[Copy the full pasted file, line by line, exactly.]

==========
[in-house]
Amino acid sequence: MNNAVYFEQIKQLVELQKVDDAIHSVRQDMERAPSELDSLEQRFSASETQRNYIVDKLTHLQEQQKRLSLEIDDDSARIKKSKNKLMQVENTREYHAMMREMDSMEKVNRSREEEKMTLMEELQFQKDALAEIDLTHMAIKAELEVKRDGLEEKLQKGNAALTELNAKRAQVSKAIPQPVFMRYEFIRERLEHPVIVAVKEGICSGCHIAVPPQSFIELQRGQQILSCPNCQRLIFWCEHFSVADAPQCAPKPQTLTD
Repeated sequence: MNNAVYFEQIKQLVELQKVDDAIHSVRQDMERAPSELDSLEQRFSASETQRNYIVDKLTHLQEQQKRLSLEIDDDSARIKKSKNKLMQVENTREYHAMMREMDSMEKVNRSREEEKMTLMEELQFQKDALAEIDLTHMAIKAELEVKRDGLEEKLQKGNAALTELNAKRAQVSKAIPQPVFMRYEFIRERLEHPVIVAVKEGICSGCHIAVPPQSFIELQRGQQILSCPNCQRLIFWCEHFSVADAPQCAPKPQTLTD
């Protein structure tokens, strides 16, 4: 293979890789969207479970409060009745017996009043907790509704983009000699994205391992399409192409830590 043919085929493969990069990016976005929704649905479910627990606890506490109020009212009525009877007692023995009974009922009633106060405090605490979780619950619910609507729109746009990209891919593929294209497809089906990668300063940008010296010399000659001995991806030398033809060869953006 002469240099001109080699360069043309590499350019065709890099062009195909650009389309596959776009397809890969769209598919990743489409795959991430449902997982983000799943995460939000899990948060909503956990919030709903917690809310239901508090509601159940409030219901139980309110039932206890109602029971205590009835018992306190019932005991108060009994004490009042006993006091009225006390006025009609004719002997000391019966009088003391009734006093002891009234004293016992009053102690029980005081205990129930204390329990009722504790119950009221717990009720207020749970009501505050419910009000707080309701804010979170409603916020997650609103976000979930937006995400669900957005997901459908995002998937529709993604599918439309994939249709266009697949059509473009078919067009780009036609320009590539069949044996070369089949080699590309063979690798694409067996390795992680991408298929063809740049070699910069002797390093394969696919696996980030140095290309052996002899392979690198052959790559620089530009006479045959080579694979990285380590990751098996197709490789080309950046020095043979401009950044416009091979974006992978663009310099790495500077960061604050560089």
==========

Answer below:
[in-house]
Amino acid sequence: MNNAVYFEQIKQLVELQKVDDAIHSVRQDMERAPSELDSLEQRFSASETQRNYIVDKLTHLQEQQKRLSLEIDDDSARIKKSKNKLMQVENTREYHAMMREMDSMEKVNRSREEEKMTLMEELQFQKDALAEIDLTHMAIKAELEVKRDGLEEKLQKGNAALTELNAKRAQVSKAIPQPVFMRYEFIRERLEHPVIVAVKEGICSGCHIAVPPQSFIELQRGQQILSCPNCQRLIFWCEHFSVADAPQCAPKPQTLTD
Repeated sequence: MNNAVYFEQIKQLVELQKVDDAIHSVRQDMERAPSELDSLEQRFSASETQRNYIVDKLTHLQEQQKRLSLEIDDDSARIKKSKNKLMQVENTREYHAMMREMDSMEKVNRSREEEKMTLMEELQFQKDALAEIDLTHMAIKAELEVKRDGLEEKLQKGNAALTELNAKRAQVSKAIPQPVFMRYEFIRERLEHPVIVAVKEGICSGCHIAVPPQSFIELQRGQQILSCPNCQRLIFWCEHFSVADAPQCAPKPQTLTD
């Protein structure tokens, strides 16, 4: 293979890789969207479970409060009745017996009043907790509704983009000699994205391992399409192409830590 043919085929493969990069990016976005929704649905479910627990606890506490109020009212009525009877007692023995009974009922009633106060405090605490979780619950619910609507729109746009990209891919593929294209497809089906990668300063940008010296010399000659001995991806030398033809060869953006 002469240099001109080699360069043309590499350019065709890099062009195909650009389309596959776009397809890969769209598919990743489409795959991430449902997982983000799943995460939000899990948060909503956990919030709903917690809310239901508090509601159940409030219901139980309110039932206890109602029971205590009835018992306190019932005991108060009994004490009042006993006091009225006390006025009609004719002997000391019966009088003391009734006093002891009234004293016992009053102690029980005081205990129930204390329990009722504790119950009221717990009720207020749970009501505050419910009000707080309701804010979170409603916020997650609103976000979930937006995400669900957005997901459908995002998937529709993604599918439309994939249709266009697949059509473009078919067009780009036609320009590539069949044996070369089949080699590309063979690798694409067996390795992680991408298929063809740049070699910069002797390093394969696919696996980030140095290309052996002899392979690198052959790559620089530009006479045959080579694979990285380590990751098996197709490789080309950046020095043979401009950044416009091979974006992978663009310099790495500077960061604050560089």